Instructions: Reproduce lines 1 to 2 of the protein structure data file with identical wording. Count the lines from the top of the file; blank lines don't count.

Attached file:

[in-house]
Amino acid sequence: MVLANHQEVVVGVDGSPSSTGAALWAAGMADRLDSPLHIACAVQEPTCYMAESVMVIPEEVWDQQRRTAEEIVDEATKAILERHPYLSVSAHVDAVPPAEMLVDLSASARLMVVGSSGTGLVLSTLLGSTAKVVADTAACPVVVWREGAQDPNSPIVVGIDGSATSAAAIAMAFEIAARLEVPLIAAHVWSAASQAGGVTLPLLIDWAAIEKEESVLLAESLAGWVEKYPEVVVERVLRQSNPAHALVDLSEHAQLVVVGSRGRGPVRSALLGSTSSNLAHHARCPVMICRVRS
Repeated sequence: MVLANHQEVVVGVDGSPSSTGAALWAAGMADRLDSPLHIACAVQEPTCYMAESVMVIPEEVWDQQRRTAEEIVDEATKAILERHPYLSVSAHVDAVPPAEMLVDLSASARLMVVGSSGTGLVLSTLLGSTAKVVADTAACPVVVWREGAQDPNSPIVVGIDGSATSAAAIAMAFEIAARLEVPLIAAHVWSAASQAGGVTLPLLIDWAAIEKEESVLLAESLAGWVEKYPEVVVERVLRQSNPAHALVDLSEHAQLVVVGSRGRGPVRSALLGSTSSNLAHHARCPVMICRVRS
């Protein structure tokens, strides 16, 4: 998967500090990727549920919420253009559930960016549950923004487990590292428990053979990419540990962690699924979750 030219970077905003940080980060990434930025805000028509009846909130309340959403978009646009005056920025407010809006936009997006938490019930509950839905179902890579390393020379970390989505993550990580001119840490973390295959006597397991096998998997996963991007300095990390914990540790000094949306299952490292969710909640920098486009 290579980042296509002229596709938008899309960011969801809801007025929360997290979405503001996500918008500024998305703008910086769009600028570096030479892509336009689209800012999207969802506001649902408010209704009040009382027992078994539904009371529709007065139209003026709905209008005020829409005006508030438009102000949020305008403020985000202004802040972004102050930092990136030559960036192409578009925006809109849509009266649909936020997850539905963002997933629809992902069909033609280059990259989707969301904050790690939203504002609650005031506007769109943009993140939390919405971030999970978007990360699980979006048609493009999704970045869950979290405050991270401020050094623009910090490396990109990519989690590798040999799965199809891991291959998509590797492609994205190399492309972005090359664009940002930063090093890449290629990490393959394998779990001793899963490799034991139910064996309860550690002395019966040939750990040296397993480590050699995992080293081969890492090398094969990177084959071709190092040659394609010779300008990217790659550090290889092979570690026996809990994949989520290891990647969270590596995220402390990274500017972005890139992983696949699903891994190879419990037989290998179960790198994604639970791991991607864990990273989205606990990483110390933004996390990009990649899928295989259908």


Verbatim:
[in-house]
Amino acid sequence: MVLANHQEVVVGVDGSPSSTGAALWAAGMADRLDSPLHIACAVQEPTCYMAESVMVIPEEVWDQQRRTAEEIVDEATKAILERHPYLSVSAHVDAVPPAEMLVDLSASARLMVVGSSGTGLVLSTLLGSTAKVVADTAACPVVVWREGAQDPNSPIVVGIDGSATSAAAIAMAFEIAARLEVPLIAAHVWSAASQAGGVTLPLLIDWAAIEKEESVLLAESLAGWVEKYPEVVVERVLRQSNPAHALVDLSEHAQLVVVGSRGRGPVRSALLGSTSSNLAHHARCPVMICRVRS